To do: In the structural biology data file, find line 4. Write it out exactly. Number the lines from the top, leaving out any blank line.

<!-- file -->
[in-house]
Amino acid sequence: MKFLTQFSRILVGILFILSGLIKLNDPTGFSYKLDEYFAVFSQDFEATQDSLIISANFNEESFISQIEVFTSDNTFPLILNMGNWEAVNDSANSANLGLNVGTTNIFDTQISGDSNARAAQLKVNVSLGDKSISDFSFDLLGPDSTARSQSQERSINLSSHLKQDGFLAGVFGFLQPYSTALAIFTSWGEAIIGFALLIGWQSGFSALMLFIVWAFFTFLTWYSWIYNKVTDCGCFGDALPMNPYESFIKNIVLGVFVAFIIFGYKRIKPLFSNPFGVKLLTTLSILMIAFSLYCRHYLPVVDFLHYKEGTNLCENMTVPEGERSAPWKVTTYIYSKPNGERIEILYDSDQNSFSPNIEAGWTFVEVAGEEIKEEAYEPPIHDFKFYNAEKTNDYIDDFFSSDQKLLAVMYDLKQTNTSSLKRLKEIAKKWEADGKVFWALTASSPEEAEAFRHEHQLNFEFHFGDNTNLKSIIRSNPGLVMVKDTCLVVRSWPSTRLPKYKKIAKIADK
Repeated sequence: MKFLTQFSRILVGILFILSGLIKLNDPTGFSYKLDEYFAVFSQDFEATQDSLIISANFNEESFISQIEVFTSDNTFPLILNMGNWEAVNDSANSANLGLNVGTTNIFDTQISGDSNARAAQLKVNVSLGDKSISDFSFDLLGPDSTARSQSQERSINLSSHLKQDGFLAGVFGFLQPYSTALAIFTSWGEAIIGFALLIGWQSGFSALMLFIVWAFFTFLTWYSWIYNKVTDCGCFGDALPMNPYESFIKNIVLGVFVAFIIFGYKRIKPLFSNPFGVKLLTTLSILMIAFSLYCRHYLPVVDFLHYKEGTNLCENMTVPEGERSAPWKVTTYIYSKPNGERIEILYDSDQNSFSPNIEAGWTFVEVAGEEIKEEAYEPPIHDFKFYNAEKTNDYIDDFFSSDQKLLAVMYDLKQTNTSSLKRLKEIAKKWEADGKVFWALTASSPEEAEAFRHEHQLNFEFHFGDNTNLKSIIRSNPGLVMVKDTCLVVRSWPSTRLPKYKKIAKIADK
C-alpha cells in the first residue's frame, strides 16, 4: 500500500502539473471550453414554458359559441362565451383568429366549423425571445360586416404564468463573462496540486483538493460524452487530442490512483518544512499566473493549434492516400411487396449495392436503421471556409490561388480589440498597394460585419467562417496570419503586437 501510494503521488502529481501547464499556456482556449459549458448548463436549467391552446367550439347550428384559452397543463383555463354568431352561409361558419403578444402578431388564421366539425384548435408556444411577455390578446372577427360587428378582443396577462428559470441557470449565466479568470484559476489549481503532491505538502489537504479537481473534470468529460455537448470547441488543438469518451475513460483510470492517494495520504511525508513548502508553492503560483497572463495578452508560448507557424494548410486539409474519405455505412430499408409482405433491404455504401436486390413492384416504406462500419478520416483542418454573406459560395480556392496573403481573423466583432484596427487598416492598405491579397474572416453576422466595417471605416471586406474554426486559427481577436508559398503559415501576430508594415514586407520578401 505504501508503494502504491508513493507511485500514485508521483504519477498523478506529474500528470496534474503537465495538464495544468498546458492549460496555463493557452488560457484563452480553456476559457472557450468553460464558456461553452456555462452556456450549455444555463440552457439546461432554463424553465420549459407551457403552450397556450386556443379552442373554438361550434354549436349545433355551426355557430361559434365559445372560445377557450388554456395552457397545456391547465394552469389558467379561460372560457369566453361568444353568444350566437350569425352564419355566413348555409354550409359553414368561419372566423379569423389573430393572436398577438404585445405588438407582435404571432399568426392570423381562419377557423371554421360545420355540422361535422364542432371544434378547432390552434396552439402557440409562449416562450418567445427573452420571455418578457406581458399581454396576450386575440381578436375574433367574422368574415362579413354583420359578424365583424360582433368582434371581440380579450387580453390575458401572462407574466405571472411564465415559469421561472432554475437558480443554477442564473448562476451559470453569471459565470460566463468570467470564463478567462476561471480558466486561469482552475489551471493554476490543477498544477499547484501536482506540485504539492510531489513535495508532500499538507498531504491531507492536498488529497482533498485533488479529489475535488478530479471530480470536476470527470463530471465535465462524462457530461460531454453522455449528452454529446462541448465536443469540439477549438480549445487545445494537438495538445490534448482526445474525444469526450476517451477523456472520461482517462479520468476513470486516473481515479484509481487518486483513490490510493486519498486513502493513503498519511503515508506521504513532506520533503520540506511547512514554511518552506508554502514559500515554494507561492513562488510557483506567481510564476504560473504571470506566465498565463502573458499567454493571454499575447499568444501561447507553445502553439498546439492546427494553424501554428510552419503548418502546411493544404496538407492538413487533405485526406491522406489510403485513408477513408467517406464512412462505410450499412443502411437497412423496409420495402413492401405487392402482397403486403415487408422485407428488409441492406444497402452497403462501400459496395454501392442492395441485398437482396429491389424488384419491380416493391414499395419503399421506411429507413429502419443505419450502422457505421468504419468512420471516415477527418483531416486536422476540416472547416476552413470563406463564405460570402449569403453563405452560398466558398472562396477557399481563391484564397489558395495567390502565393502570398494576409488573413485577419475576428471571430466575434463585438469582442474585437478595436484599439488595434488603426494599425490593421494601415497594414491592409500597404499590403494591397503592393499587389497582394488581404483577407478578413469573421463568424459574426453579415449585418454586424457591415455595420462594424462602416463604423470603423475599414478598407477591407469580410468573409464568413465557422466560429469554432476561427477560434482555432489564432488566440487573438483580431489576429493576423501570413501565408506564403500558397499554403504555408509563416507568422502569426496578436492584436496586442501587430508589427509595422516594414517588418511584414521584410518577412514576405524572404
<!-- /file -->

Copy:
C-alpha cells in the first residue's frame, strides 16, 4: 500500500502539473471550453414554458359559441362565451383568429366549423425571445360586416404564468463573462496540486483538493460524452487530442490512483518544512499566473493549434492516400411487396449495392436503421471556409490561388480589440498597394460585419467562417496570419503586437 501510494503521488502529481501547464499556456482556449459549458448548463436549467391552446367550439347550428384559452397543463383555463354568431352561409361558419403578444402578431388564421366539425384548435408556444411577455390578446372577427360587428378582443396577462428559470441557470449565466479568470484559476489549481503532491505538502489537504479537481473534470468529460455537448470547441488543438469518451475513460483510470492517494495520504511525508513548502508553492503560483497572463495578452508560448507557424494548410486539409474519405455505412430499408409482405433491404455504401436486390413492384416504406462500419478520416483542418454573406459560395480556392496573403481573423466583432484596427487598416492598405491579397474572416453576422466595417471605416471586406474554426486559427481577436508559398503559415501576430508594415514586407520578401 505504501508503494502504491508513493507511485500514485508521483504519477498523478506529474500528470496534474503537465495538464495544468498546458492549460496555463493557452488560457484563452480553456476559457472557450468553460464558456461553452456555462452556456450549455444555463440552457439546461432554463424553465420549459407551457403552450397556450386556443379552442373554438361550434354549436349545433355551426355557430361559434365559445372560445377557450388554456395552457397545456391547465394552469389558467379561460372560457369566453361568444353568444350566437350569425352564419355566413348555409354550409359553414368561419372566423379569423389573430393572436398577438404585445405588438407582435404571432399568426392570423381562419377557423371554421360545420355540422361535422364542432371544434378547432390552434396552439402557440409562449416562450418567445427573452420571455418578457406581458399581454396576450386575440381578436375574433367574422368574415362579413354583420359578424365583424360582433368582434371581440380579450387580453390575458401572462407574466405571472411564465415559469421561472432554475437558480443554477442564473448562476451559470453569471459565470460566463468570467470564463478567462476561471480558466486561469482552475489551471493554476490543477498544477499547484501536482506540485504539492510531489513535495508532500499538507498531504491531507492536498488529497482533498485533488479529489475535488478530479471530480470536476470527470463530471465535465462524462457530461460531454453522455449528452454529446462541448465536443469540439477549438480549445487545445494537438495538445490534448482526445474525444469526450476517451477523456472520461482517462479520468476513470486516473481515479484509481487518486483513490490510493486519498486513502493513503498519511503515508506521504513532506520533503520540506511547512514554511518552506508554502514559500515554494507561492513562488510557483506567481510564476504560473504571470506566465498565463502573458499567454493571454499575447499568444501561447507553445502553439498546439492546427494553424501554428510552419503548418502546411493544404496538407492538413487533405485526406491522406489510403485513408477513408467517406464512412462505410450499412443502411437497412423496409420495402413492401405487392402482397403486403415487408422485407428488409441492406444497402452497403462501400459496395454501392442492395441485398437482396429491389424488384419491380416493391414499395419503399421506411429507413429502419443505419450502422457505421468504419468512420471516415477527418483531416486536422476540416472547416476552413470563406463564405460570402449569403453563405452560398466558398472562396477557399481563391484564397489558395495567390502565393502570398494576409488573413485577419475576428471571430466575434463585438469582442474585437478595436484599439488595434488603426494599425490593421494601415497594414491592409500597404499590403494591397503592393499587389497582394488581404483577407478578413469573421463568424459574426453579415449585418454586424457591415455595420462594424462602416463604423470603423475599414478598407477591407469580410468573409464568413465557422466560429469554432476561427477560434482555432489564432488566440487573438483580431489576429493576423501570413501565408506564403500558397499554403504555408509563416507568422502569426496578436492584436496586442501587430508589427509595422516594414517588418511584414521584410518577412514576405524572404